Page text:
A Hundred Gourds 3:2 March 2014

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| Introduction | page 2 | page 3 | page 4 | page 5 |

In Memoriam

photo TBD

John Carley 1955 – 2013

It hadn’t been unexpected, but still, it was a shock to receive the news. Our dear friend and mentor, John Carley, passed away on December 31st, 2013.

We had learned of John’s illness more than a year prior, although John himself seemed always to treat the matter as if it was of little consequence;

“They gave me 10 months to live in the spring of 2010. My aim is to get to the third anniversary of my diagnosis, write some crappy haiku about cherry blossom, and smoke a fag. If I’m still around then I’ll probably be on an oxygen bleed through the nose… should make for an interesting combination. Inhale. Boom. That’ll scatter the blossom a bit!”

Engaging and quick-witted as ever, John maintained a courageous stance, his acute focus on excellence in the composition of contemporary renku always to the fore. That really came as no surprise. Carley was known for his humor, boundless compassion, and an unrivaled knowledge of the intricacies of Basho's Shomon school haika no renga.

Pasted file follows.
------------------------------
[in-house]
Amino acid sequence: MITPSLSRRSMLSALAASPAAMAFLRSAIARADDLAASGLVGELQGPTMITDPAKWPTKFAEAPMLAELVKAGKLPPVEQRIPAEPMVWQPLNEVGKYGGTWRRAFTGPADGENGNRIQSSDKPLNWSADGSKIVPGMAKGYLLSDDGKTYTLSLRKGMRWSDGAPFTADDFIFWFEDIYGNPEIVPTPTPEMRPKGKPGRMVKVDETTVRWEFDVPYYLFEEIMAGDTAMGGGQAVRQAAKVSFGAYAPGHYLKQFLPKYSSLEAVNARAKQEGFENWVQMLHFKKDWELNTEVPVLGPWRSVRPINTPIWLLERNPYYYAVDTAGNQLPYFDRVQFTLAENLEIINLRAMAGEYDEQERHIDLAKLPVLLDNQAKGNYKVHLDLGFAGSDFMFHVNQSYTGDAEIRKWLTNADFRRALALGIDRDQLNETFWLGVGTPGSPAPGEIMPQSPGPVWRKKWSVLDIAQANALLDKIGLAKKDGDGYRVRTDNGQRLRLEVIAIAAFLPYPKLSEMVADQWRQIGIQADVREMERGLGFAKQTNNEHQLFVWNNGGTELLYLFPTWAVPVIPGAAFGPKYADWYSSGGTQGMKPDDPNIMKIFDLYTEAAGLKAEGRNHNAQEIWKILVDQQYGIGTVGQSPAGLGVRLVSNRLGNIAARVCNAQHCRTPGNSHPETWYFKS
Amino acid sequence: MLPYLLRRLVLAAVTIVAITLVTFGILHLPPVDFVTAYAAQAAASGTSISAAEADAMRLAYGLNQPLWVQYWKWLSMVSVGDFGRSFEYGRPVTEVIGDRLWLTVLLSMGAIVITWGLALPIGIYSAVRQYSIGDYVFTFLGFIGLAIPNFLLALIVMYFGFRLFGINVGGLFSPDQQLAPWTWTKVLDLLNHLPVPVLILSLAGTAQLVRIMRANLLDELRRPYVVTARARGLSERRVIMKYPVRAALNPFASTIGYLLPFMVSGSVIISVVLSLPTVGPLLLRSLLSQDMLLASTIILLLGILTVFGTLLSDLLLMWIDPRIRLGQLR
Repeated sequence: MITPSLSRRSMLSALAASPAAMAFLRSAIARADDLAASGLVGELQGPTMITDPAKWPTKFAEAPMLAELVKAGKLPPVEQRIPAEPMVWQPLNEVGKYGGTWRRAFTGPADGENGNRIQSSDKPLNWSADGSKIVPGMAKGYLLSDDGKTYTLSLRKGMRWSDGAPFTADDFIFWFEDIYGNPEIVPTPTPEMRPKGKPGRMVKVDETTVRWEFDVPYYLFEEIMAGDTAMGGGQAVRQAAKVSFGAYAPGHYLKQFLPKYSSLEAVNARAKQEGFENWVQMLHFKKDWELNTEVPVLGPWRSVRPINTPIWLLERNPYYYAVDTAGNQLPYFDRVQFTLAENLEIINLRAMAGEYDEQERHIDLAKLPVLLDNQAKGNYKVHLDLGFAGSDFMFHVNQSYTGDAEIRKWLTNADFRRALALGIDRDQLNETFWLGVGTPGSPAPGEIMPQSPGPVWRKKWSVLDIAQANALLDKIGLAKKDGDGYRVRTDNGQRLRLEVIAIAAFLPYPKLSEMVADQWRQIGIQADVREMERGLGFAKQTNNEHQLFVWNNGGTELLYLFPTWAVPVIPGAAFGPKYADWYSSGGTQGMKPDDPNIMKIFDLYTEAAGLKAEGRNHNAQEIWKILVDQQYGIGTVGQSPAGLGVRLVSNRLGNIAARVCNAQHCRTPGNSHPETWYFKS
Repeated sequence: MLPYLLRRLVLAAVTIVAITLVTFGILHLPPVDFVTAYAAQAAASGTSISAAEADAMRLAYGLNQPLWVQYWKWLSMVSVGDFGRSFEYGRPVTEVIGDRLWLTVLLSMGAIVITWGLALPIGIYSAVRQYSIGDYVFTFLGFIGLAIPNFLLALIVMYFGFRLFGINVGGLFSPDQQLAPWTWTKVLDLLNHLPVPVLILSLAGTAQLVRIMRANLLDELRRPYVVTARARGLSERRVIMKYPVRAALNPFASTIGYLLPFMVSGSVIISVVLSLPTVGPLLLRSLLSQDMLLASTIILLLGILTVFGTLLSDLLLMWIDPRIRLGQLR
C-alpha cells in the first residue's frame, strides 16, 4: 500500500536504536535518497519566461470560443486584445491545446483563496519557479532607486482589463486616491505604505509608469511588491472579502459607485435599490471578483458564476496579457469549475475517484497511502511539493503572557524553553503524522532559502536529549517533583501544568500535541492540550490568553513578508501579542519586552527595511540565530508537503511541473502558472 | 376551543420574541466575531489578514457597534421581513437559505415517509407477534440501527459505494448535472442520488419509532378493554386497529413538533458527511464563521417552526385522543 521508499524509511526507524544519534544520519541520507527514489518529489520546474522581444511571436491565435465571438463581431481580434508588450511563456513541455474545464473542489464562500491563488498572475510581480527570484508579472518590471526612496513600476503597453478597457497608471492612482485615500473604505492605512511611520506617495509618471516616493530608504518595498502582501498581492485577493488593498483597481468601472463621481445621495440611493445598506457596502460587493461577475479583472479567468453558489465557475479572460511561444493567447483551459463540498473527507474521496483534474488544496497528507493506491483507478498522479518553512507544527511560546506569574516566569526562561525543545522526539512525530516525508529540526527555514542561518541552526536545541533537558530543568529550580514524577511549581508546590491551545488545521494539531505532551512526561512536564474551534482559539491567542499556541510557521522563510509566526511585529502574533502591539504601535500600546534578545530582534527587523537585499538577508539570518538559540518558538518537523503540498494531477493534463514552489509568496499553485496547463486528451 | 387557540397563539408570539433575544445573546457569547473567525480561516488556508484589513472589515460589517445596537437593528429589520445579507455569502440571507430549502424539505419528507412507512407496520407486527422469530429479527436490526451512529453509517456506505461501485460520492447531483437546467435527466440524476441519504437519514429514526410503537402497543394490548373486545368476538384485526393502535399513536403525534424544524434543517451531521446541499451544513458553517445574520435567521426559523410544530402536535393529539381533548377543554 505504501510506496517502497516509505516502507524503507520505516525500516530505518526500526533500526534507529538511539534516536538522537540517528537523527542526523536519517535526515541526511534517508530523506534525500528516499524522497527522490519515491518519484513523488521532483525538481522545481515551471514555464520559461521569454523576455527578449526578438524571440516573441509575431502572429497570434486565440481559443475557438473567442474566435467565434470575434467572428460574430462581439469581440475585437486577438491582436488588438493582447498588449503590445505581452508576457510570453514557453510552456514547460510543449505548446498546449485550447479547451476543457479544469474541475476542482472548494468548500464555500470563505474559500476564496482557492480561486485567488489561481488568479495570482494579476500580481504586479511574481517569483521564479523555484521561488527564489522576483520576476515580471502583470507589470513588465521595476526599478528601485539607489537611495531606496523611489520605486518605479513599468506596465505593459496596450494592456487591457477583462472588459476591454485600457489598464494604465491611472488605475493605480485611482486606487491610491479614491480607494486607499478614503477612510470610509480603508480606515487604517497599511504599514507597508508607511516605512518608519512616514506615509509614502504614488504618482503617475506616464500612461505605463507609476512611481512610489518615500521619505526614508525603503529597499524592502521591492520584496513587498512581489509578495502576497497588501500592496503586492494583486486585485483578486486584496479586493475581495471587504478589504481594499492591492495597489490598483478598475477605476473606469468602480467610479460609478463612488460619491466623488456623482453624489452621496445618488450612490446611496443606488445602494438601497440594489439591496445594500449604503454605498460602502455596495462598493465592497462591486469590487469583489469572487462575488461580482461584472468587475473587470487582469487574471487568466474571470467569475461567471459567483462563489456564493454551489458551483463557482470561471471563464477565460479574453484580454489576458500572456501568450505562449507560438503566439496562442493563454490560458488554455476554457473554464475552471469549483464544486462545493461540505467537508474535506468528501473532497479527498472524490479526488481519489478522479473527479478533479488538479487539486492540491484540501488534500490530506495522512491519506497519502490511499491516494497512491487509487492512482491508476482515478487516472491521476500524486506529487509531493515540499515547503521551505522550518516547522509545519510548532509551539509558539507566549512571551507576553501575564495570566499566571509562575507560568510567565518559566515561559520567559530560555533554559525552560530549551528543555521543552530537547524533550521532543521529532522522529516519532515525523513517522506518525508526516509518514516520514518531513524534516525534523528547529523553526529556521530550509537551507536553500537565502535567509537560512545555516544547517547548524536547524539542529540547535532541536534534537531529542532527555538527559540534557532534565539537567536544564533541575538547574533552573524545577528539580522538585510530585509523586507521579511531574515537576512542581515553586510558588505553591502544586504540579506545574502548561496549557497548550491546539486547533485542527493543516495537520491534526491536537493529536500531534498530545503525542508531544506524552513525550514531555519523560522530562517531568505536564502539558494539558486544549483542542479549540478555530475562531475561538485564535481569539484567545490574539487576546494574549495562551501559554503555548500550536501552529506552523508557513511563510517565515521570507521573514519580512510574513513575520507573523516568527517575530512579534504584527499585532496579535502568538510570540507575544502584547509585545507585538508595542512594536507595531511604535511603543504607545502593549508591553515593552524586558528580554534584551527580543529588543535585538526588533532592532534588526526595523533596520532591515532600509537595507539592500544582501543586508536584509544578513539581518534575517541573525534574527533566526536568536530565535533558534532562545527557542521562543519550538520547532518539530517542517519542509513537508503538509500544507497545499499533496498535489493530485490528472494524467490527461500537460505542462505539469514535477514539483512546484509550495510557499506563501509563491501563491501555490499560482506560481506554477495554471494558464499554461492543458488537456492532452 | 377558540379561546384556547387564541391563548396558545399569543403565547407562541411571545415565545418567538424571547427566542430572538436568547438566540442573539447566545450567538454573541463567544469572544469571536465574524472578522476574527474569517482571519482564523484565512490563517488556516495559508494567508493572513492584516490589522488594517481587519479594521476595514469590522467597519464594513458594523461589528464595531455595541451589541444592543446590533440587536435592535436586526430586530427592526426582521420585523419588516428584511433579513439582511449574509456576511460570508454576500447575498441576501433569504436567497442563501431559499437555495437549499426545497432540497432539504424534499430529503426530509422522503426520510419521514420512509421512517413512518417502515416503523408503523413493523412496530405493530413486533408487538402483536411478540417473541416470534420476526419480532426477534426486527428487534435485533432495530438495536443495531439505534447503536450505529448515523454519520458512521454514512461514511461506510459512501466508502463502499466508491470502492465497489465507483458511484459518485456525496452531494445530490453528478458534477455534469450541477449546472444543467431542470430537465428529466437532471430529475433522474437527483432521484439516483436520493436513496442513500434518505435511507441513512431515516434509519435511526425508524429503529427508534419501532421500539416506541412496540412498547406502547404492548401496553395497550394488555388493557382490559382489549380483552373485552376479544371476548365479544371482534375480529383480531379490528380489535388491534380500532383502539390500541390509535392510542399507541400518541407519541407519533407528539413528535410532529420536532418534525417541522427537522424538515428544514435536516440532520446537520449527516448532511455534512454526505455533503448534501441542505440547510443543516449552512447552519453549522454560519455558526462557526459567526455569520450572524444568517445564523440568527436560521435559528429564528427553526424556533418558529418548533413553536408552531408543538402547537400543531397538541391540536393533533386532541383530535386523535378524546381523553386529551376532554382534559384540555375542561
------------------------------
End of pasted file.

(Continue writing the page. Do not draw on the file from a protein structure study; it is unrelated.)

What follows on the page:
The man carried himself with such grace throughout his ordeal. At the same time his encouragement of good writing extended to all he worked with. His example had a profound effect on the development of this mutual endeavor of ours, leading the way for many renku poets to follow.

An iconoclast grounded firmly in tradition, he possessed a true sensitivity to Basho's definitive concepts of openness and innovation, persuasively adapting the old concepts to the modern. Leading scores of renku sessions with hundreds of poets, John commanded a mastery of inflection, cadence and phrasing, all the while evincing a gently subtle understanding.

John’s unique voice lent a freshness and inventiveness to collaborative poetry not to be found anywhere else. We will miss him dearly.

having lived awhile
in this hermitage
now to break away

news of our anthology. . .
isn’t life great

Basho, Kyorai — 'Summer Moon', translation by John Carley

— William Sorlien, renku editor